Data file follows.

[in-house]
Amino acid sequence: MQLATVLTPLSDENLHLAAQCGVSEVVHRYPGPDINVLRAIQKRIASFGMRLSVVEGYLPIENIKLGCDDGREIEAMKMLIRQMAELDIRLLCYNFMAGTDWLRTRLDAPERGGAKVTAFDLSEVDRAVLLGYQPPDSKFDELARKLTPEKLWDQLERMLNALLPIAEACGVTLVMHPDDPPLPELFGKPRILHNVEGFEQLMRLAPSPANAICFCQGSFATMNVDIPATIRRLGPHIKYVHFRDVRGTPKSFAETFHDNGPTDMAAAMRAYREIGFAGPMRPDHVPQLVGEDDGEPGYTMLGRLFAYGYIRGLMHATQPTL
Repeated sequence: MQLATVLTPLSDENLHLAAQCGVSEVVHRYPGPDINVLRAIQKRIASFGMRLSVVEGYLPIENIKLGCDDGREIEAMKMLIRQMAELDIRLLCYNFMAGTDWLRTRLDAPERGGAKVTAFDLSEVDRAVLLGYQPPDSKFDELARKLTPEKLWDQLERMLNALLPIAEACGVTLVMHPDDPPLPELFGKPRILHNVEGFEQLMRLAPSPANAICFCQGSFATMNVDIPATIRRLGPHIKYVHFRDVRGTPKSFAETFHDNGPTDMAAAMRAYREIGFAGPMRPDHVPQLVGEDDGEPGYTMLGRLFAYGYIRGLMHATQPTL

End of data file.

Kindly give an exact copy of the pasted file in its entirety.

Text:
[in-house]
Amino acid sequence: MQLATVLTPLSDENLHLAAQCGVSEVVHRYPGPDINVLRAIQKRIASFGMRLSVVEGYLPIENIKLGCDDGREIEAMKMLIRQMAELDIRLLCYNFMAGTDWLRTRLDAPERGGAKVTAFDLSEVDRAVLLGYQPPDSKFDELARKLTPEKLWDQLERMLNALLPIAEACGVTLVMHPDDPPLPELFGKPRILHNVEGFEQLMRLAPSPANAICFCQGSFATMNVDIPATIRRLGPHIKYVHFRDVRGTPKSFAETFHDNGPTDMAAAMRAYREIGFAGPMRPDHVPQLVGEDDGEPGYTMLGRLFAYGYIRGLMHATQPTL
Repeated sequence: MQLATVLTPLSDENLHLAAQCGVSEVVHRYPGPDINVLRAIQKRIASFGMRLSVVEGYLPIENIKLGCDDGREIEAMKMLIRQMAELDIRLLCYNFMAGTDWLRTRLDAPERGGAKVTAFDLSEVDRAVLLGYQPPDSKFDELARKLTPEKLWDQLERMLNALLPIAEACGVTLVMHPDDPPLPELFGKPRILHNVEGFEQLMRLAPSPANAICFCQGSFATMNVDIPATIRRLGPHIKYVHFRDVRGTPKSFAETFHDNGPTDMAAAMRAYREIGFAGPMRPDHVPQLVGEDDGEPGYTMLGRLFAYGYIRGLMHATQPTL